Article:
The Walden Effect: Farming, simple living, permaculture, and invention.

How to braid onions

Curing onions

Like many storage vegetables, onions need a curing period after harvest so that they'll dry thoroughly and won't rot on the shelf.  In the past, I've laid the bulbs out on screens, but this year I wanted to give the traditional method --- braiding --- a try.

Some of our onions are further along than others since I tried out several planting methods this spring. First thing in the morning, I plucked out any that had completely or nearly dried up leaves and turned them on their side to do a little pre-drying.  The rest of the crop will come out next week.

Harvest onions

By afternoon, the bulbs were dry to the touch (although some of the leaves were still wet.)  Time to braid!

Many websites will tell you to braid around a string, and I can see the point --- you won't end up with this:

Braided onions drying

However, as long as you're careful, you can braid your onions with just the leaves.  Start with three onions and braid them for a couple of loops for a firm bottom, then start adding a new onion each time you loop one of your three lines of leaves to the center.  Once you get good at it, you'll realize that some onions have long, strong stalks while others have short, weak stalks.  You can slip the weaker-stalked onions in when your current line looks bulky enough to last another round.

Braiding onions

At the end, I tied a bit of baling twine around the braided tops to give me an easy hanging point.

As a side note, you'll find it much easier to braid your onions if you take them inside and work on a flat surface.  Braiding in the grass means you tend to literally braid in the grass.

Braided onions

That said, braiding was simple and fun.  And the project required significantly less time than it would have taken me to find a sheltered spot and set up my drying screens.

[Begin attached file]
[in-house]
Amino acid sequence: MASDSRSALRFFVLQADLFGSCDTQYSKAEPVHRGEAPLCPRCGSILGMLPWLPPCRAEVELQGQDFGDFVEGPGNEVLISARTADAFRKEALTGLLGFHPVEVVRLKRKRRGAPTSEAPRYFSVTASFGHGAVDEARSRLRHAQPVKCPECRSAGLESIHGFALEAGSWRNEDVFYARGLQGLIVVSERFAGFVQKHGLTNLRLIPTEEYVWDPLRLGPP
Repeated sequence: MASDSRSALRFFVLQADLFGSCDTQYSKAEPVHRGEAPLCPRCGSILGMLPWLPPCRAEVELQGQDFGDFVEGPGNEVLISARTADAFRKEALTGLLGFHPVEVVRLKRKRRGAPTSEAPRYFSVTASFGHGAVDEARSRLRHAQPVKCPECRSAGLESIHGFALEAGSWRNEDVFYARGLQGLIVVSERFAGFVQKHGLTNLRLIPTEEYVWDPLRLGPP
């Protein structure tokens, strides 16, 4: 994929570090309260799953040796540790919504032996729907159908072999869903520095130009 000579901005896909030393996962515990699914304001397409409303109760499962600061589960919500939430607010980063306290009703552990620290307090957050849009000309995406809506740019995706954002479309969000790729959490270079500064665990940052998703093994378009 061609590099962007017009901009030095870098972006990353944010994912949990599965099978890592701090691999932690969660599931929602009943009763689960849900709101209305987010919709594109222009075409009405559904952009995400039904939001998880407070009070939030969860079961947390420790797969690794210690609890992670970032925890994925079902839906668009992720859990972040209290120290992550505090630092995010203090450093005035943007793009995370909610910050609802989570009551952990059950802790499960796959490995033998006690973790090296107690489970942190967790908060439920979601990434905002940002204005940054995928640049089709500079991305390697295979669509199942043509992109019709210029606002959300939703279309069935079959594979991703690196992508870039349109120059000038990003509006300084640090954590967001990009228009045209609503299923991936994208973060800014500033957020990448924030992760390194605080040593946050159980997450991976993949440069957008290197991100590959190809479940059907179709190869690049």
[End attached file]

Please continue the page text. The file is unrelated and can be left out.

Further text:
I'll leave my onions in braids for a few weeks until they're bone dry, then will cut the heads off and store them in mesh bags on a kitchen shelf.  I suspect we'll run out of onions long before they go bad --- our total harvest will probably clock in around 35 or 40 pounds, which should last us about three or four months.  Now that I've figured out the best method (more on that in a later post), we'll be growing many more onions next year!

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About us: Anna Hess and Mark Hamilton spent over a decade living self-sufficiently in the mountains of Virginia before moving north to start over from scratch in the foothills of Ohio. They've experimented with permaculture, no-till gardening, trailersteading, home-based microbusinesses and much more, writing about their adventures in both blogs and books.

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I think onions are my favorite "crop." Last year my granddaughter said they looked just like the ones you buy at Kroger, heh. I braided the garlic this year, but will probably go back to a hard-neck variety. Hadn't thought to braid the onions, but I have time and room for one more crop, I think. You and Mark are such an inspiration.
Comment by Debbi Thu Jul 21 08:02:49 2011
After seeing how easy it was to braid the onions, I started thinking I should have braided the garlic too. Next year! Of course, as you'll see in a later post, we're going to be growing more hardneck garlic next year too.
Comment by anna Thu Jul 21 08:22:59 2011

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